Numbers 2. Reports of Major General George B. McClellan, U. S. Army, commanding Army of the Potomac, of the battles of South Mountain and Antietam, with congratulatory orders,* &c.
NEAR SHARPSBURG, MD.,
September 29, 1862-1.30 p. m.
I have the honor to report the following as some of the results of the battles of South Mountain and Antietam: At South Mountain our loss was 443 killed, 1,806 wounded, and 76 missing; total, 2,325. At Antietam our loss was 2,010 killed, 9,416 wounded, and 1,043 missing; total, 12,469. Total loss in the two battles, 14,794.+ The loss of rebels in the two battles, as near as can be ascertained from the number of their dead found upon the field, and from other data, will not fall short of the following estimate: Major Davis, assistant inspector-general, who superintends the burial of the dead, reports about 3,000 rebels buried upon the field of Antietam by our own troops. Previous to this, however, the rebels had buried many of their own dead upon the distant portion of the battle-field, which they occupied after the battle-probably at least 500. The loss of the rebels at South Mountain cannot be ascertained with accuracy, but as our troops continually drove them from the commencement of the action, and a much greater number of their dead were seen on the field than of our own men, it is not unreasonable to suppose that their loss was greater than ours. Estimating their killed at 500, the total rebel killed in the two battles would be 4,000, according to the ratio of our own killed and wounded. This would make their loss in wounded 18,742, as nearly as can be determined at this time. The number of prisoners taken by our troops in the two battles will, at the lowest estimate, amount to 5,000. The full returns will no doubt show a larger number. Of these about 1,200 are wounded. This gives the rebel loss in killed and wounded and prisoners 25,542. It will be observed that this does not include their stragglers, the number of whom is said by citizens here to be large. It may be safely concluded, therefore, that the rebel army lost at least 30,000 of their best troops during their brief campaign in Maryland. From the time our troops first encountered the enemy in Maryland until he was driven back into Virginia, we captured 13 guns, 7 caissons, 9 limbers, 2 field forges, 2 caisson bodies, 39 colors, and 1 signal flag. We have not lost a single gun or color on the battle-field of Antietam. Fourteen thousand small-arms were collected, besides the large number carried off by citizens and those distributed on the ground to recruits and other unarmed men arriving immediately after the battle. At South Mountain no collection of small-arms was made, owing to the haste of the pursuit from that point. Four hundred were taken on the opposite side of the Potomac.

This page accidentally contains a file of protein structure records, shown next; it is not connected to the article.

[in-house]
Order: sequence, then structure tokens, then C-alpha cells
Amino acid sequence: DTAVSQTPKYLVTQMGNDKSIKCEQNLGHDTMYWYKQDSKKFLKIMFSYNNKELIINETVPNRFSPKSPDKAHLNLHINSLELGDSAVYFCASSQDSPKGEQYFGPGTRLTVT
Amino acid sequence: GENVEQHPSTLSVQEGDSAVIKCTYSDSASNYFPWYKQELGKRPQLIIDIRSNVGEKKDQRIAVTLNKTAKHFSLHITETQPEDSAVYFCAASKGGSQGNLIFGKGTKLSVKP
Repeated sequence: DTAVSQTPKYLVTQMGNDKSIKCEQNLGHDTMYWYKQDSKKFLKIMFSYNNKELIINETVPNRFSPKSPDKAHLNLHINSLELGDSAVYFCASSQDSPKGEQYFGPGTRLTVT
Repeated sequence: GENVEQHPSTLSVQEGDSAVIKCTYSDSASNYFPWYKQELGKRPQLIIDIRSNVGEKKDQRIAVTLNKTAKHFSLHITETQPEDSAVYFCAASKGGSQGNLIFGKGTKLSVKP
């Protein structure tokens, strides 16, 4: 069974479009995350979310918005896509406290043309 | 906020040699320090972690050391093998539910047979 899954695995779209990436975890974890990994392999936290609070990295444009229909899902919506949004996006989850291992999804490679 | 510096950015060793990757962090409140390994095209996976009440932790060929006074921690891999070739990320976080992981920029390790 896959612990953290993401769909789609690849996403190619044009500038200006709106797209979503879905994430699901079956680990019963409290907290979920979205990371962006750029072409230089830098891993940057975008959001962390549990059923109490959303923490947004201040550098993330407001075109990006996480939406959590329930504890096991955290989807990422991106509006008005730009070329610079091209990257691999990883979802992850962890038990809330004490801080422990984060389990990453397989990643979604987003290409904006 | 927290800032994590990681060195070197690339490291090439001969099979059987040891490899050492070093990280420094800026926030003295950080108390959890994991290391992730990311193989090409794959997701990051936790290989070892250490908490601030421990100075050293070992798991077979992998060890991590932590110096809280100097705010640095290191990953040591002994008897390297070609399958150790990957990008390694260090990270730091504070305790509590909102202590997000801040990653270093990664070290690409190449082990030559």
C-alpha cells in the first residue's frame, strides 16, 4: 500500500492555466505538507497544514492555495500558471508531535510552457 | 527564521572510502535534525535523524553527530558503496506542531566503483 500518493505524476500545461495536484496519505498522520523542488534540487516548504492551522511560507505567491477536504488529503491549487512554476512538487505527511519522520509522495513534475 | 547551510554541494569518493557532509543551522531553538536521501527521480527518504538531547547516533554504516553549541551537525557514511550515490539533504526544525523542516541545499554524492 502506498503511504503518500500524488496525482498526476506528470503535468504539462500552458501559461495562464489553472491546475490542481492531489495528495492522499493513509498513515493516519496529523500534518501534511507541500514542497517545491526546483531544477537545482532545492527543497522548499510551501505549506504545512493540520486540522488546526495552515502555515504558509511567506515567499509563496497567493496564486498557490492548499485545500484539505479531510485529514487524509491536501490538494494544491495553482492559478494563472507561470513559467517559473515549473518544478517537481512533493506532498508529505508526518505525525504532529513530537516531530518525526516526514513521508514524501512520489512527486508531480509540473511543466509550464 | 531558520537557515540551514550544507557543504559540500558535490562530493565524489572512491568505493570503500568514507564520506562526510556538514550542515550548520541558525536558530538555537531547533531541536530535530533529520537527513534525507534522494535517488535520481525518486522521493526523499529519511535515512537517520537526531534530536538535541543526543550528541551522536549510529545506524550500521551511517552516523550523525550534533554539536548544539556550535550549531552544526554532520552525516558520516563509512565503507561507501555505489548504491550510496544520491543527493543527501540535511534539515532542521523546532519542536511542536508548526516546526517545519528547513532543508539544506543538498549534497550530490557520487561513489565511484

GEO. B. McCLELLAN,
Major-General HALLECK, General-in-Chief.
WASHINGTON, D. C., September 30, 1862.
Major-General McCLELLAN, Commanding, &c.:
GENERAL: Your report of yesterday, giving the results of the battles of South Mountain and Antietam, has been received and submitted to the President. These were hard-fought battles, but well-earned and
*See also general reports, pp. 36-94.
+But see revised statement, pp. 184-204.